No raining on James Tate’s parade at a soggy Great Yarmouth
- Credit: Nick Butcher
There is no better feeling than when a plan comes together and for James Tate it was a case of mission accomplished after Hey Gaman opened his account at Yarmouth.
While thunder filled the skies above the Norfolk track, the son of New Approach created his own bang with an impressive victory in the six-furlong novice stakes.
Hey Gaman was out of luck in the Chesham Stakes at Royal Ascot, but the even-money favourite took both a step down in class and trip to run out an eased-down, four-length winner.
Tate said: 'We are not quite sure what happened at Ascot. 'He was probably on the wrong part of the track with no cover and was a bit keen. He was back to himself there and I am chuffed to bits. We dropped back and let him run rather than fight him and he annihilated that lot so it's great.
'He will get two entries at the July Meeting at Newmarket next week. One will be in the July Stakes and the other in the Superlative and we will have a think.'
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Owner Helen Jones did not let the weather – which caused a 30-minute delay after the first arce – dampen her celebrations after Turning Gold carried her silks to glory for the first time in the one-mile handicap.
Runner-up at Newmarket last time, the Sir Mark Prescott-trained son of Pivotal won by an easy three and three-quarter lengths to form the opening leg of a double for rider Luke Morris.
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Jones said of the 2-1 joint-favourite: 'This is the first winner I've had in my colours. I think all the credit goes to Sir Mark in keeping faith with him.
'We've had him since a yearling but he is so big he has just kept on growing. He just seems to be getting better and better.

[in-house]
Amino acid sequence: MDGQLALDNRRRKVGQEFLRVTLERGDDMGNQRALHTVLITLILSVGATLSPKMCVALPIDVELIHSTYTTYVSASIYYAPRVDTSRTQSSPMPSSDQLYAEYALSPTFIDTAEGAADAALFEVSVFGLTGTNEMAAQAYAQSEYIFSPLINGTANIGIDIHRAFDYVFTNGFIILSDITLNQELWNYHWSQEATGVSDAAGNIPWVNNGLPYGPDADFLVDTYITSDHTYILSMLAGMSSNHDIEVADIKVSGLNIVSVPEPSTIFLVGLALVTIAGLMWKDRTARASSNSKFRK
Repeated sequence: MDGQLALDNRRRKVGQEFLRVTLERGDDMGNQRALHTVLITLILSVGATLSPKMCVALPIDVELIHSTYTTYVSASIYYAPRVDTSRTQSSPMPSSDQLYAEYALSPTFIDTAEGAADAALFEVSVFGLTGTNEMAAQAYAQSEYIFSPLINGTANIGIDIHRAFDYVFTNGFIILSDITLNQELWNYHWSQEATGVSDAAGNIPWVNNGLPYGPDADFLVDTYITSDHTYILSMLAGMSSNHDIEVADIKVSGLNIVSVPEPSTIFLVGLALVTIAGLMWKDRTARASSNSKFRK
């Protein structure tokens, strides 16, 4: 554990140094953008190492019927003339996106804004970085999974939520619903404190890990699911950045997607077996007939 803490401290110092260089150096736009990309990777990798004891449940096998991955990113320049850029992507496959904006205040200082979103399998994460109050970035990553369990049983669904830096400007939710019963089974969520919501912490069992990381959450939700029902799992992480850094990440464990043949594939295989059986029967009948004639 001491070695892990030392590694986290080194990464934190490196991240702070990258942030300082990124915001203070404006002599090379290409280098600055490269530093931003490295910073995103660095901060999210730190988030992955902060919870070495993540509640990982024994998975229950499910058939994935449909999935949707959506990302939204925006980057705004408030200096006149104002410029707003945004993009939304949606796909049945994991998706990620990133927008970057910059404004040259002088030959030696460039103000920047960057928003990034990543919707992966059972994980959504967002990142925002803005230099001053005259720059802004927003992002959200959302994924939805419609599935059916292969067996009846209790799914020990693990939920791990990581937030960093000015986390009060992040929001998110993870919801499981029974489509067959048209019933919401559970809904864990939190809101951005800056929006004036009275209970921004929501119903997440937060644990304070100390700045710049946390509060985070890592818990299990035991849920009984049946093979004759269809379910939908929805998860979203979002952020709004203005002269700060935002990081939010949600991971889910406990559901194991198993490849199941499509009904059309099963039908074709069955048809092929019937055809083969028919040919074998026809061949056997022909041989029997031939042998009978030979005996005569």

'It was nerve-racking watching him as we knew he was favourite and in with a good chance.
'It probably makes it harder when they are in with a chance.'
While there was no mistaking Morris' first winner, but there was some confusion over his second.
The Ed Dunlop-trained Alemaratalyoum (3-1 joint favourite) landed seven-furlong handicap by head from Gunmaker, but the race was run without any commentary at the track.
Bruce Raymond, racing manager to owner Mohammed Jaber, said: 'I only saw the last couple of furlongs but I thought he had just won as it favours this side (stands rail).
'I think this trip of seven furlongs and this ground has made the difference.'
Gerald Mosse is one of the best jockeys in the world and the French ace used all of his guile to make his first visit to the track a successful one when he got the Conrad Allen-trained Voi (20-1) up by a head in the one-mile-one-furlong handicap.
Mosse said: 'It is my first time here and I have seen everything – sunshine, rain, hail and lightning – but it is always nice to get a winner.
'I felt she was going a bit too quick early on so I came back with her to relax and give her a bit of time.'
Andrea Atzeni celebrated a double courtesy of David O'Meara-trained Glorvina (8-11 favourite) in the seller and Stuart Williams' Cherry Kool (7-4 favourite) in the five-furlong handicap.
The Denis Quinn-trained Shining Romeo (10-11 favourite) followed up his win at Leicester when he did the business by a length and a quarter in the apprentice handicap.